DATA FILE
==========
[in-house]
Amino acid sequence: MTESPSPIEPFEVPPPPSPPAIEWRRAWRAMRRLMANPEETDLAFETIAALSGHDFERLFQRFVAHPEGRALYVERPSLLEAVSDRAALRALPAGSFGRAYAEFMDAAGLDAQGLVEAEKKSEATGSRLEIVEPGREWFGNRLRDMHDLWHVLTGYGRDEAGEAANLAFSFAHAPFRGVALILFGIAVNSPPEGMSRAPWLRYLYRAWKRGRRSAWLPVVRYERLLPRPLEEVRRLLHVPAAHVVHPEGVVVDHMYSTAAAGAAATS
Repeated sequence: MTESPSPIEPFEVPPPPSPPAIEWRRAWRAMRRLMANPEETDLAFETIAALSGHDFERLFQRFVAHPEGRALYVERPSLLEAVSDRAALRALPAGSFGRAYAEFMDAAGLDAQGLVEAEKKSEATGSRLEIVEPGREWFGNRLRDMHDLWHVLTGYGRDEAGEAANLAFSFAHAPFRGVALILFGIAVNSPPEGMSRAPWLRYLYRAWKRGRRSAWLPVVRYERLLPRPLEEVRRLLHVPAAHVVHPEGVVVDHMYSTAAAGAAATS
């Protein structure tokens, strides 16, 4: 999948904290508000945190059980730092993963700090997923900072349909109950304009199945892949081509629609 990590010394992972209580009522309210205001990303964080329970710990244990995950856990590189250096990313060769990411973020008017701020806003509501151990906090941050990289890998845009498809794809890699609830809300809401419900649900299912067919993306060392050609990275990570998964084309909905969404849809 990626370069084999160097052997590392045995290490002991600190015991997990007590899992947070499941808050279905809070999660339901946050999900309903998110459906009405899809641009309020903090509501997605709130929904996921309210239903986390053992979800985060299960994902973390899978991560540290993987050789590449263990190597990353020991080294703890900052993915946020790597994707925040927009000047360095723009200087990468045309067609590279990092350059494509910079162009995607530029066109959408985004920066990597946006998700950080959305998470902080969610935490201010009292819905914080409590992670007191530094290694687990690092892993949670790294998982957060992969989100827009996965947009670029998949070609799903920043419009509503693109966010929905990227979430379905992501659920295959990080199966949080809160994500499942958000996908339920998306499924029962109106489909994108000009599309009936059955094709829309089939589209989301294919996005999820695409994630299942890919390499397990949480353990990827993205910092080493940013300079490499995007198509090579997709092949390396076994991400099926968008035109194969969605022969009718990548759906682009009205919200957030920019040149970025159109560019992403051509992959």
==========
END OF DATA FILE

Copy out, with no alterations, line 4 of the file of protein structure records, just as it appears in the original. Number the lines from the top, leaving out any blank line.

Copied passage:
């Protein structure tokens, strides 16, 4: 999948904290508000945190059980730092993963700090997923900072349909109950304009199945892949081509629609 990590010394992972209580009522309210205001990303964080329970710990244990995950856990590189250096990313060769990411973020008017701020806003509501151990906090941050990289890998845009498809794809890699609830809300809401419900649900299912067919993306060392050609990275990570998964084309909905969404849809 990626370069084999160097052997590392045995290490002991600190015991997990007590899992947070499941808050279905809070999660339901946050999900309903998110459906009405899809641009309020903090509501997605709130929904996921309210239903986390053992979800985060299960994902973390899978991560540290993987050789590449263990190597990353020991080294703890900052993915946020790597994707925040927009000047360095723009200087990468045309067609590279990092350059494509910079162009995607530029066109959408985004920066990597946006998700950080959305998470902080969610935490201010009292819905914080409590992670007191530094290694687990690092892993949670790294998982957060992969989100827009996965947009670029998949070609799903920043419009509503693109966010929905990227979430379905992501659920295959990080199966949080809160994500499942958000996908339920998306499924029962109106489909994108000009599309009936059955094709829309089939589209989301294919996005999820695409994630299942890919390499397990949480353990990827993205910092080493940013300079490499995007198509090579997709092949390396076994991400099926968008035109194969969605022969009718990548759906682009009205919200957030920019040149970025159109560019992403051509992959």